Brønderslev is a town with a population of 12,581 located 31 kilometers north of Aalborg. It is the municipal seat of Brønderslev municipality, Vendsyssel in Region Nordjylland, the northernmost part of the Jutland peninsula in northern Denmark. One of its sister cities is Sweden; the name of the town is derived from Brunder. Southwest of Brønderslev is the large bog of Store Vildmose; the bog is a natural attraction in itself, but it has revealed many archaeological finds from the Iron Age in particular. Brønderslev is home to the regional-museum of'Vildmosemuseet', concentrating on the cultural-history of Store Vildmose and surroundings. Vildmosemuseet is part of The Museums in Brønderslev Municipality which comprise a total of three museums, all recognized by the State of Denmark; the other two being'Try Museum' and'Dorf Møllegård', both in Dronninglund. Brønderslev is served by Brønderslev railway station, it is located on the Aalborg-Hjørring-Frederikshavn railway line and offers direct InterCity services to Copenhagen and Frederikshavn and regional train services to Aalborg and Frederikshavn.

Peder Møller a Danish violinist and music teacher Ejnar Mikkelsen a Danish polar explorer and author, made expeditions to Greenland Ellen Gottschalch a Danish stage and film actress Per Bak a Danish theoretical physicist, wrote about self-organized criticality Ove Christensen an Association football manager, most of Vendsyssel FF Kim Jensen assistant national handball coach for the Danish national team for women. Marianne Gaarden a Danish prelate, the 21st and current Bishop of Lolland-Falster Naja Abelsen a Danish-Greenlandic painter and illustrator Stine Jørgensen a Danish handball player for Odense Håndbold and Denmark Jakob Ahlmann Nielsen a Danish footballer, 130 caps for AaB and 2 caps for Denmark The Blue Van is a blues rock band formed in Brønderslev in 2003 Municipal statistics: NetBorger Kommunefakta, delivered from KMD aka Kommunedata Municipal mergers and neighbors: Eniro new municipalities map Vildmosemuseet The museums homepage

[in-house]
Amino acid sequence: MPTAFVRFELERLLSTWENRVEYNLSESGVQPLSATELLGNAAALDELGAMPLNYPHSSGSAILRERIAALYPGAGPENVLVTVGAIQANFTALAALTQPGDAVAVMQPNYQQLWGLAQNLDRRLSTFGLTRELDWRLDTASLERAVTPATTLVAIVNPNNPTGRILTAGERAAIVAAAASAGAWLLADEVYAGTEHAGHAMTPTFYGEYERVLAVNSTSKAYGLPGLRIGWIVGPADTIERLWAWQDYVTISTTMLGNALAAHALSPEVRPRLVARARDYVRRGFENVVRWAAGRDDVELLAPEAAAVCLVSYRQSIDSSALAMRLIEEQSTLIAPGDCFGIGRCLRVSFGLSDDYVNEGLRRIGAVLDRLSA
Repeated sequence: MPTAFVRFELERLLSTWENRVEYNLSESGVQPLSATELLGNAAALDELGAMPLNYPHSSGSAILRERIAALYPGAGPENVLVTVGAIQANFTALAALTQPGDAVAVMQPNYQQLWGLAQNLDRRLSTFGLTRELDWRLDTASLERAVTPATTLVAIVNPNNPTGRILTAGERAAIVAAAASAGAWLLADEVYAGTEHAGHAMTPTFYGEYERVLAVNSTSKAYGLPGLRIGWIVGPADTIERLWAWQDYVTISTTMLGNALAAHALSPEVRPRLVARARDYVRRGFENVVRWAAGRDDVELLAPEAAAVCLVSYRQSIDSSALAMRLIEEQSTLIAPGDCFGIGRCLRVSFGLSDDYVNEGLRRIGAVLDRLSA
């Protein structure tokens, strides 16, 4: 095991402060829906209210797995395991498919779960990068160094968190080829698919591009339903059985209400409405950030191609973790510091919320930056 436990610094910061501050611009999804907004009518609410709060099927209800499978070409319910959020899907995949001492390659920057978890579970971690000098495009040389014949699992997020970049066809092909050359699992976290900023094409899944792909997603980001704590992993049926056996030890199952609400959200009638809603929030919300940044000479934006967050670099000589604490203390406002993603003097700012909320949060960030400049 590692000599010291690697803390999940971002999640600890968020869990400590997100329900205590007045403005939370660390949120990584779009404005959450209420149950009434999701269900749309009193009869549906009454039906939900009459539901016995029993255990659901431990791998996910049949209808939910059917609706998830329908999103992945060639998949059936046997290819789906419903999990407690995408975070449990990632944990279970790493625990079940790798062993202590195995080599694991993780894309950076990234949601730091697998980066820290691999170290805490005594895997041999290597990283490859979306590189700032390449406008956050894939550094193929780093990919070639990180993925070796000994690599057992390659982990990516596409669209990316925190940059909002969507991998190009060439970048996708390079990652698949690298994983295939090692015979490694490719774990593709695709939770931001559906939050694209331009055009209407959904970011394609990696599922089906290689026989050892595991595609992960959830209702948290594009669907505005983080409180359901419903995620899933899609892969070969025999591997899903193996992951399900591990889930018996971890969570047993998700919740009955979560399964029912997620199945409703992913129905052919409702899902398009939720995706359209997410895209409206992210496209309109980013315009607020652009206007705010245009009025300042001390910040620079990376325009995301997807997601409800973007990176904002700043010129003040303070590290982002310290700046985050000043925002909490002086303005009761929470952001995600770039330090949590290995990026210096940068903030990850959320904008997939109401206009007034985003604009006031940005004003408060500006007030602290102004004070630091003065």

Access management

Access management, Access control. When used in traffic and traffic engineering circles, this refers to the regulation of interchanges, intersections and median openings to a roadway, its objectives are to enable access to land uses while maintaining roadway safety and mobility through controlling access location, design and operation. This is important for major roadways intended to provide efficient service to through-traffic movements. Access management is most evident on freeways where access is grade separated and all movements are via dedicated ramps, it is important on arterial roads where at-grade intersections and private driveways increase the number of conflicts involving vehicles and pedestrians. It is important on minor roadways for safety considerations such as driver sight distance. Planners, architects, elected officials and attorneys all play a significant role in access management. Businesses view any attempt to limit access to their land uses as economically detrimental; this can make implementation controversial.

However, there is evidence showing that access management can have the positive effect of increasing market area through reducing travel times on major roadways, that minor increases in circuity do not cause customers to stop patronizing businesses. The most authoritative North American reference on the subject is the Access Management Manual and the Access Management Application Guidelines published by the Transportation Research Board of the National Academy of Sciences. Colorado was the first state to enact legislation in 1979 and to adopt an associated code of practice and regulatory framework. Since that time, transportation agency interest in access management has grown significantly. Access management programs seek to limit and consolidate access along major roadways, while promoting a supporting street system and unified access and circulation systems for development; the result is a roadway that functions safely and efficiently for its useful life, a more attractive corridor. The goals of access management are accomplished by applying the following principles:1.